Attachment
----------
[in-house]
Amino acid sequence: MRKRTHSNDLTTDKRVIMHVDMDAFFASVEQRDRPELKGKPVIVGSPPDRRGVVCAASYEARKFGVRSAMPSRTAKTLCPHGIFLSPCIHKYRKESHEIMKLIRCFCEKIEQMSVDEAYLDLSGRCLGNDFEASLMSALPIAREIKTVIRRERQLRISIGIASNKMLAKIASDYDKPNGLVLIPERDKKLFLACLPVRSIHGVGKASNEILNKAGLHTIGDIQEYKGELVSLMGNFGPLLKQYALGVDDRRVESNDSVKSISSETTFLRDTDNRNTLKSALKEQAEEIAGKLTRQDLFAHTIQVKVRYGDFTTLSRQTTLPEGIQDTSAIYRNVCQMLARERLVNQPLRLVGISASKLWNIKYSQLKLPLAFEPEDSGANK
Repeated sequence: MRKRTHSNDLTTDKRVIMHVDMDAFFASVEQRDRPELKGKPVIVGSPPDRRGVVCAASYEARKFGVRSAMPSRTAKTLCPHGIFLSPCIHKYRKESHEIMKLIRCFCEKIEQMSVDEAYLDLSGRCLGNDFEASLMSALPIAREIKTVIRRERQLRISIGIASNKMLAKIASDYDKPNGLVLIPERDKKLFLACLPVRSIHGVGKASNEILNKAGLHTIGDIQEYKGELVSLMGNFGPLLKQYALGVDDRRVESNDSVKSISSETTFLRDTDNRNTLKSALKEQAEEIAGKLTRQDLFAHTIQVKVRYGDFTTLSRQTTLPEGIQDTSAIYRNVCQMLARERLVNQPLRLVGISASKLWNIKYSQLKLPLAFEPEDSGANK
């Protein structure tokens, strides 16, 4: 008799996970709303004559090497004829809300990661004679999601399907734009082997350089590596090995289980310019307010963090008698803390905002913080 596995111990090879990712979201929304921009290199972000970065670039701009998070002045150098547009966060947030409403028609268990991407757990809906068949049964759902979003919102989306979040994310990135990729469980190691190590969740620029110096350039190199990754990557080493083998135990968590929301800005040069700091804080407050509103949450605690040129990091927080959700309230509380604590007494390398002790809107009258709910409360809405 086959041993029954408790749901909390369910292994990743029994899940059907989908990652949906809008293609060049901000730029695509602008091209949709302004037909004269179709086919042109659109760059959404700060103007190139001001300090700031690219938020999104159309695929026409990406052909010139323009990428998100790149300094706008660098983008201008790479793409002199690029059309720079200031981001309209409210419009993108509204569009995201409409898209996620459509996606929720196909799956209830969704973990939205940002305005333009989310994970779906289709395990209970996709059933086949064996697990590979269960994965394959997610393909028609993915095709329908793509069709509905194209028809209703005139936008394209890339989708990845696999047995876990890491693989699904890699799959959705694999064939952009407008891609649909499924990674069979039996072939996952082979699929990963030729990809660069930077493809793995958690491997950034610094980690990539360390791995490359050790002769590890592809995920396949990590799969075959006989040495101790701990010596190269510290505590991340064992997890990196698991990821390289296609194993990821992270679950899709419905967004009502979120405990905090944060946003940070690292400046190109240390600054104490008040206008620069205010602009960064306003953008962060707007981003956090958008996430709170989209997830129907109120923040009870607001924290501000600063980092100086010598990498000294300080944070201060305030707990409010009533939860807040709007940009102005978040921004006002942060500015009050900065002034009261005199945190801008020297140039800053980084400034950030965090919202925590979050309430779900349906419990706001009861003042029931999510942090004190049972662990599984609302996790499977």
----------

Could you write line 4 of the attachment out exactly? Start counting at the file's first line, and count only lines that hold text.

């Protein structure tokens, strides 16, 4: 008799996970709303004559090497004829809300990661004679999601399907734009082997350089590596090995289980310019307010963090008698803390905002913080 596995111990090879990712979201929304921009290199972000970065670039701009998070002045150098547009966060947030409403028609268990991407757990809906068949049964759902979003919102989306979040994310990135990729469980190691190590969740620029110096350039190199990754990557080493083998135990968590929301800005040069700091804080407050509103949450605690040129990091927080959700309230509380604590007494390398002790809107009258709910409360809405 086959041993029954408790749901909390369910292994990743029994899940059907989908990652949906809008293609060049901000730029695509602008091209949709302004037909004269179709086919042109659109760059959404700060103007190139001001300090700031690219938020999104159309695929026409990406052909010139323009990428998100790149300094706008660098983008201008790479793409002199690029059309720079200031981001309209409210419009993108509204569009995201409409898209996620459509996606929720196909799956209830969704973990939205940002305005333009989310994970779906289709395990209970996709059933086949064996697990590979269960994965394959997610393909028609993915095709329908793509069709509905194209028809209703005139936008394209890339989708990845696999047995876990890491693989699904890699799959959705694999064939952009407008891609649909499924990674069979039996072939996952082979699929990963030729990809660069930077493809793995958690491997950034610094980690990539360390791995490359050790002769590890592809995920396949990590799969075959006989040495101790701990010596190269510290505590991340064992997890990196698991990821390289296609194993990821992270679950899709419905967004009502979120405990905090944060946003940070690292400046190109240390600054104490008040206008620069205010602009960064306003953008962060707007981003956090958008996430709170989209997830129907109120923040009870607001924290501000600063980092100086010598990498000294300080944070201060305030707990409010009533939860807040709007940009102005978040921004006002942060500015009050900065002034009261005199945190801008020297140039800053980084400034950030965090919202925590979050309430779900349906419990706001009861003042029931999510942090004190049972662990599984609302996790499977």